(Above) Meeting new friends at this year’s World Ducati Week celebration. (Below) Ducati riders from all over the world took over the streets surrounding Misano.
As I neared the track, the procession of motorcycles increased so that we were taking up the entire lane of the road as far as the eye can see. The rumble of hundreds of twin-cylinder engines was so intense that it felt like your heart beat through the handlebar. And the swarm of bikes only got thicker and thicker as we pulled into the track and queued up to get inside. By this time, many had pulled of their helmets and started chatting, yelling, and at times heckling one another amongst the clatter of clutches and rumbling engines. The heat from all the bikes was so intense that it felt like you were in a broiler oven. Thankfully, track workers did their best to get riders through the gates and inside as quickly as possible.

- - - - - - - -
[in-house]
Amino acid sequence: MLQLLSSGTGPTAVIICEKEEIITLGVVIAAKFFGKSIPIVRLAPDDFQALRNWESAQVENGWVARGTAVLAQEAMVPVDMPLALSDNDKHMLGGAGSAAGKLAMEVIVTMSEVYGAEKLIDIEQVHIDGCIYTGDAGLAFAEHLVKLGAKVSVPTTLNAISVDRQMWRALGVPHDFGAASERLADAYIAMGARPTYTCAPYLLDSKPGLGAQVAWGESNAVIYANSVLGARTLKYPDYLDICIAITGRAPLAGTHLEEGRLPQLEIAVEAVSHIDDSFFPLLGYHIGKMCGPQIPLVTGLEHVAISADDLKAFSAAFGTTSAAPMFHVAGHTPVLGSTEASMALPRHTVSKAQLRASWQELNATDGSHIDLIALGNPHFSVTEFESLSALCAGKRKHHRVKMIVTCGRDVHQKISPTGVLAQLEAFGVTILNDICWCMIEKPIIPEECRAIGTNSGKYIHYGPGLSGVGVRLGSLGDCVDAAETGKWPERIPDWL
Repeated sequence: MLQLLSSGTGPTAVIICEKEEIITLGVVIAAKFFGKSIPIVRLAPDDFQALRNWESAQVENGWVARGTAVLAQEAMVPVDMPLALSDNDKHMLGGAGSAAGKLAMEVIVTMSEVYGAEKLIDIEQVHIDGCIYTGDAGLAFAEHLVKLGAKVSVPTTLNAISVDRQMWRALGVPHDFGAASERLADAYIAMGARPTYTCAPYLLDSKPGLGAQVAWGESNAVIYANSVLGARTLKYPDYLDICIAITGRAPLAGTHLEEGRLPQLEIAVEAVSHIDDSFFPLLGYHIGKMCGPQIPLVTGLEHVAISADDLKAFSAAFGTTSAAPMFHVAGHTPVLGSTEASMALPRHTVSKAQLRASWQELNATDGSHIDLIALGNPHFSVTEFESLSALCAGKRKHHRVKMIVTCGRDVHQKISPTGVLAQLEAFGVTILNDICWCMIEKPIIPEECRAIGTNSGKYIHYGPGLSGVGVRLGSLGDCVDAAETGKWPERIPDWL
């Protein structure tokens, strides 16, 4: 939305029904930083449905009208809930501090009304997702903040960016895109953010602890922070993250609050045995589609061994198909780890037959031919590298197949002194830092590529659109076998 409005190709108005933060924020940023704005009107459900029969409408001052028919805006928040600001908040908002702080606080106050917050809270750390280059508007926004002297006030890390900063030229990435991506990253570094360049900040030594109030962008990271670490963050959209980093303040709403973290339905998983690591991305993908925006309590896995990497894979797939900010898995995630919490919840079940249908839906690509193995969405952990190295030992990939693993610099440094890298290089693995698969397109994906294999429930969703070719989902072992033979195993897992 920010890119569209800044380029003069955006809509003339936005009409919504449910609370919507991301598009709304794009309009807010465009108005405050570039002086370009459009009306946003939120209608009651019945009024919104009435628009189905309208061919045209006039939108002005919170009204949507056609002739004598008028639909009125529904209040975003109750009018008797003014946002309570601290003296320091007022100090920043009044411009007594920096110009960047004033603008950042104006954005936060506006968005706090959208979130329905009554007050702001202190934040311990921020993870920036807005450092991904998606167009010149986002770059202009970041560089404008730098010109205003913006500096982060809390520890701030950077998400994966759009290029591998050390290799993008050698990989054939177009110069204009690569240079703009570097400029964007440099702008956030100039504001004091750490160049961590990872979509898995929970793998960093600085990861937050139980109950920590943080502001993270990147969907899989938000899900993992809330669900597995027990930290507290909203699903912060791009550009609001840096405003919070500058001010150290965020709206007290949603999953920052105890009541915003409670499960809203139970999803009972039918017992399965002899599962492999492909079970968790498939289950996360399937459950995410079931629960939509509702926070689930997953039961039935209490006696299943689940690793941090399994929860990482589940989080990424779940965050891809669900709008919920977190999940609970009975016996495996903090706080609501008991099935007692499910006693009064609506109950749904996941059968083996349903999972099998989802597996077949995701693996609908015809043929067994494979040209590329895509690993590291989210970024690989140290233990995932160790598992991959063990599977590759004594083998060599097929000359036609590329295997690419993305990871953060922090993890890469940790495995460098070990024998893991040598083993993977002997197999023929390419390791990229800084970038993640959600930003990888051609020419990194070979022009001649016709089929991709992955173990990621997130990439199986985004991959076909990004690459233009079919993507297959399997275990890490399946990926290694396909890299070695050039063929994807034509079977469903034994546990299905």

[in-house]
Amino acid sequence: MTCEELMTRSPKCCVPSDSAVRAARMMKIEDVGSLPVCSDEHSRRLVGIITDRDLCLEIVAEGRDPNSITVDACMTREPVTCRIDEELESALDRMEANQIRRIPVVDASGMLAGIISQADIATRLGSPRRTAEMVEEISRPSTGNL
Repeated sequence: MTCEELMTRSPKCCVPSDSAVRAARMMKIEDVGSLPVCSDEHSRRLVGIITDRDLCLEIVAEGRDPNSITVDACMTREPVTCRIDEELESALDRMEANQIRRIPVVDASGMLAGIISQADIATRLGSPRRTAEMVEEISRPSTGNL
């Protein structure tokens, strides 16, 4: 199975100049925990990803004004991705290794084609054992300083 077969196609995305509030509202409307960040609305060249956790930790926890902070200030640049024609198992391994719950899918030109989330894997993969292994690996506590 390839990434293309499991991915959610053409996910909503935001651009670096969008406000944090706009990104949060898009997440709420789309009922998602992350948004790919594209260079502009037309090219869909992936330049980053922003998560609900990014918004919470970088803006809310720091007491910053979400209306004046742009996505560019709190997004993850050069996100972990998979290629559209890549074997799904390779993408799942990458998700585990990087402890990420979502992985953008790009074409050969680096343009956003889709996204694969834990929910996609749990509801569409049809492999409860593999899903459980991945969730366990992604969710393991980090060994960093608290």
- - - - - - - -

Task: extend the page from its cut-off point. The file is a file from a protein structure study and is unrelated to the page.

Once inside, it was a sea of red motorcycles parked ever so neatly inline as far as the eye could see. The mechanical melody of the bikes was so loud that you had to speak with a raised voice just to converse with the person standing next to you.
Inside the paddock there was an assortment of action, from organized group rides through the surrounding countryside to music and dancing. Various canopies and displays were set-up which allowed visitors to experience the Ducati brand in unique ways. One area that caught our eye was dedicated to the Monster series of bikes. Inside owners could customize their rides with different paint jobs, body panels and color schemes. Two artists were onsite painting helmets and other bodywork throughout the day.
If you wanted to experience what it’s like to ride a world-famous racetrack like Misano you could sign-up for laps around it for a reasonable fee or even register to compete in Sunday’s Ducati-only racing series aptly named the Desmo Challenge. But for us the real fun was just soaking in the scenery and checking out the smorgasbord of bikes and the people milling about. After hanging in intense mid-day heat for a few hours I headed back to the hotel to take a quick nap in anticipation of a late night.